There comes a point in our lives as entrepreneurs that we grow this insatiable need to always be on, to be connected and available. The problem isn’t that we are always ‘available’, it actually stems from allowing ourselves to be available. Checking our phones for a quick sec sets a terrible example for our family and those around us, especially if it’s during some inopportune moments (even to just post something on Instagram.) One more second, one minute, I need 5 minutes, 10 more minutes.... IT ADDS UP! And the people around you, like your kids, start to feel as though they are being ignored.
It’s hard to get away from it. No doubt there is always something important to tend to. Hey, I’ve been there too. When I managed my agency, client work was always a priority, even at 11pm, or 4am. The thing is that I let it be that way. I let my team and clients feel as though they could reach me at any moment. It made sense to me then. I was, after all, trying to grow my business.
But then anxiety started to make itself a welcome home in my mind. I feared losing out on a sale if I didn’t respond to an email precisely 45 minutes after it came in, or missing Ashton Kutcher replying to my tweet (That actually happened). The worst part of it all is how annoyed and interrupted I felt when I was simply trying to finish up a quick email. Surely this makes sense in a business setting, but I am talking about having my phone/iPad out (even laptop) out while I was in the throes, and joys, of parenting.
At what point do most parents even know when they are psychologically affecting their kids? It starts as soon as they can interact with you -- when they giggle, coo, and say mama and dadda.
“Face-to-face interactions are the primary way children learn” - Dr. Jenny Radesky is a pediatrician specializing in child development
So, WTF are we doing to our family? When you’re 75 and you look back on your life, are you going to be happy you answered that call or email immediately? Or will you remember the first time your baby said dadda, or when he told you about his first girlfriend? If your nose is always in your phone, you are going to be missing out on some pretty cool stuff, and also setting a very bad example.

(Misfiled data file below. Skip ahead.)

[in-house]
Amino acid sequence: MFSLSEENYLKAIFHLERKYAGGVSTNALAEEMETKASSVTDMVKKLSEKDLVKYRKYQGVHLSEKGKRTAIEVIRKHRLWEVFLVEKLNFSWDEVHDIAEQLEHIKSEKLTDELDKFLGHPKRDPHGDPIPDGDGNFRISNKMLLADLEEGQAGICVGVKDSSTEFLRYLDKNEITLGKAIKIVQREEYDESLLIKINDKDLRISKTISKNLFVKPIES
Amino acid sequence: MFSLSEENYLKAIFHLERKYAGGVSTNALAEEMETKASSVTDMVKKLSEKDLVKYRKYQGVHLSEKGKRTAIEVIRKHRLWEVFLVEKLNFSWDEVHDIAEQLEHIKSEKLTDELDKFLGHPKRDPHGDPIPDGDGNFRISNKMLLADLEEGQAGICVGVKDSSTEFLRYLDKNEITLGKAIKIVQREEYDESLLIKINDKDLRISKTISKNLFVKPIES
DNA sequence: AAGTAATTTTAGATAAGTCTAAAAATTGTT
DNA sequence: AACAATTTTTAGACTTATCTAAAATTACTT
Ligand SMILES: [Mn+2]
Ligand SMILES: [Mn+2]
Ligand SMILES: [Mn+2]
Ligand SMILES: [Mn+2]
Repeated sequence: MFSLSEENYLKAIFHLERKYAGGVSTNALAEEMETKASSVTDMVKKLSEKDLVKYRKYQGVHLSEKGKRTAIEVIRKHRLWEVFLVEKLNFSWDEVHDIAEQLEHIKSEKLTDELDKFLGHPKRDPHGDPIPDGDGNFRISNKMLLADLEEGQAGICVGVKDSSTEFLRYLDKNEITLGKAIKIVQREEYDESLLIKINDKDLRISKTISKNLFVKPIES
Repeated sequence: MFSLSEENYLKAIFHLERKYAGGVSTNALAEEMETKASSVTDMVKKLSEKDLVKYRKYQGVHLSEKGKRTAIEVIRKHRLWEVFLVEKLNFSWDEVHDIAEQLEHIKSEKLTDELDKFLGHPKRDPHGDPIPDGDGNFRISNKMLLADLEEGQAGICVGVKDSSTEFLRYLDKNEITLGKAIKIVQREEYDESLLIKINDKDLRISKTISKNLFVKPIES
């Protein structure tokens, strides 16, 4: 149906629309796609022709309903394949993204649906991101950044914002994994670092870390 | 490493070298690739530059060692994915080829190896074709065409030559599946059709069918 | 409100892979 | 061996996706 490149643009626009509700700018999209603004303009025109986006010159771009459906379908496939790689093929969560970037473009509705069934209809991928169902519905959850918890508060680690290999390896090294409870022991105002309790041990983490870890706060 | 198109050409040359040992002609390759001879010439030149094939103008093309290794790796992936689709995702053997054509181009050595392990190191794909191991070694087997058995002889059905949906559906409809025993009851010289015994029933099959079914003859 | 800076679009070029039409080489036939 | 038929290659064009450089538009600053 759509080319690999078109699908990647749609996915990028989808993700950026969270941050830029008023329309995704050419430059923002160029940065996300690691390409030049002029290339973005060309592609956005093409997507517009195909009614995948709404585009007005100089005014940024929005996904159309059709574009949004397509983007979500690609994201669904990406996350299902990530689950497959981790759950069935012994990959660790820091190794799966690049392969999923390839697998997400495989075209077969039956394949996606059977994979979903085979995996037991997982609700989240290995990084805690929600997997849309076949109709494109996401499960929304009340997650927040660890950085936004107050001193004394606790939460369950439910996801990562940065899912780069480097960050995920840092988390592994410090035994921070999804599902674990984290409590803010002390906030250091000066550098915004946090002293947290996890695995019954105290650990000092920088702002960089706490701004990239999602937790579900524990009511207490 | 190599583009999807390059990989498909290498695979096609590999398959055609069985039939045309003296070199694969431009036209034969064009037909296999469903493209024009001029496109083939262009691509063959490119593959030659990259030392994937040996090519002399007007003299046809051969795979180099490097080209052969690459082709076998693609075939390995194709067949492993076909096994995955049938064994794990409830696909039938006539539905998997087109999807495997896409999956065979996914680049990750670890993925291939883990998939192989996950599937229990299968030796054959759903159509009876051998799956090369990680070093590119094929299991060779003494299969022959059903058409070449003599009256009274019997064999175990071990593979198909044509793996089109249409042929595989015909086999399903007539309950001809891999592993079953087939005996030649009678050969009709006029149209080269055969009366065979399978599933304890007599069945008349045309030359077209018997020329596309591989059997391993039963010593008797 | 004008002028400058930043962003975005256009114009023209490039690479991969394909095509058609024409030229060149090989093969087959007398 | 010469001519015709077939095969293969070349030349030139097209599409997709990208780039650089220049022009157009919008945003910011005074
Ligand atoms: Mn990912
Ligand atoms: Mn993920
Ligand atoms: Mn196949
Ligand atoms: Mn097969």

We set screen time restrictions for our toddlers and kids but
don’t even do it for ourselves. It’s like eating McDonalds at the dinner table
while everyone else is forced to eat steamed broccoli. Selfish and unhealthy.
While there are moments or some days you simply can’t get away from your phone, perhaps you are launching or you just got some mega media coverage, you need to set some parameters around digital usage. If 9-5 doesn’t cover it at the office, then maybe 9-5pm and then again from 7-9pm does. Figure out a schedule and stick to it. If that’s not enough to commit, then I would like to offer you some ideas that has worked in our household.
No-Phone Time Zone. Between 5 - 7pm, our family drops our phones in a basket and dedicates that time to family dinner. We eat at the table, screen free, every night and discuss each other's day. Often asking “what was the best part of your day” and “what did you fail at today?”, we strive to have fun conversations while we are all together and disconnected.
No Phones in the Bedroom. If you use your phone for an alarm clock at home, time to get an alarm clock! Having your phone next to you while you sleep is bad behaviour. Not only does blue light interrupt your sleep patterns, having your phone easily accessible essentially urges you to check it. No good ever came from checking Facebook before bed.
Get a Digital Camera. Funny, right? Nope. If we use our phones for photo-sake, we are always inclined to check that red notification. It’s no different than taking a hit of cocaine. Social media notifications trigger a dopamine high. At this point, they should almost be illegal. Sheesh.
Delete Unused Apps. Do you ever hear weird beep beep’s and ding ding’s? I do. For me it’s from the Houzz app (I knoowwwww. Crack, right?) But those, wait for it, notifications get our attention, and it stays there until we actually check it. Do we really need all that clutter on our phones and noises in our homes? Not one single bit. Delete or turn that crap off now pease.
Setting an Example. When it’s all said and done, how we conduct ourselves at home in front of our kids, or at the office in front of our employee’s, sets an example. If you’re always on your phone and your kids are nagging you for their iPad and you say no, they’ll resent you and likely do some crazy sh*t to get your attention. Your employees will think they aren’t being heard. Your partner will think she/he is not being seen.
Decide, at what point is your phone usage really, truly, absolutely, so important that you risk offending, hurting, or ignoring someone important to you? Set your own boundaries then ask that your family and/or team do the same. And if you’re stuck in a pickle in trying to find the answer to something ... get Alexa. Or better yet, guess. Woohoo!